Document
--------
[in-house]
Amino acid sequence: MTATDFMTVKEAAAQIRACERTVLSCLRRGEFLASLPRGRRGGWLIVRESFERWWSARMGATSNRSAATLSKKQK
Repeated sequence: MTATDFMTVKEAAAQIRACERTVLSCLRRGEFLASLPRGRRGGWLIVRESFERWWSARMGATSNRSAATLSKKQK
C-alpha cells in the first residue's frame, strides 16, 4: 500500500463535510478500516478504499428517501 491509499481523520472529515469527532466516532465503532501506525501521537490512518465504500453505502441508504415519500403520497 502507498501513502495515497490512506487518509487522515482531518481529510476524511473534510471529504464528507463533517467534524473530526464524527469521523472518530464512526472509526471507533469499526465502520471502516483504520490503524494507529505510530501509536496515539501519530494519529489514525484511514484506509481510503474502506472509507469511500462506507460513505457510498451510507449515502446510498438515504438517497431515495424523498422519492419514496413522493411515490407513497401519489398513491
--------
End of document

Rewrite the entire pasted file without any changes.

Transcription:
[in-house]
Amino acid sequence: MTATDFMTVKEAAAQIRACERTVLSCLRRGEFLASLPRGRRGGWLIVRESFERWWSARMGATSNRSAATLSKKQK
Repeated sequence: MTATDFMTVKEAAAQIRACERTVLSCLRRGEFLASLPRGRRGGWLIVRESFERWWSARMGATSNRSAATLSKKQK
C-alpha cells in the first residue's frame, strides 16, 4: 500500500463535510478500516478504499428517501 491509499481523520472529515469527532466516532465503532501506525501521537490512518465504500453505502441508504415519500403520497 502507498501513502495515497490512506487518509487522515482531518481529510476524511473534510471529504464528507463533517467534524473530526464524527469521523472518530464512526472509526471507533469499526465502520471502516483504520490503524494507529505510530501509536496515539501519530494519529489514525484511514484506509481510503474502506472509507469511500462506507460513505457510498451510507449515502446510498438515504438517497431515495424523498422519492419514496413522493411515490407513497401519489398513491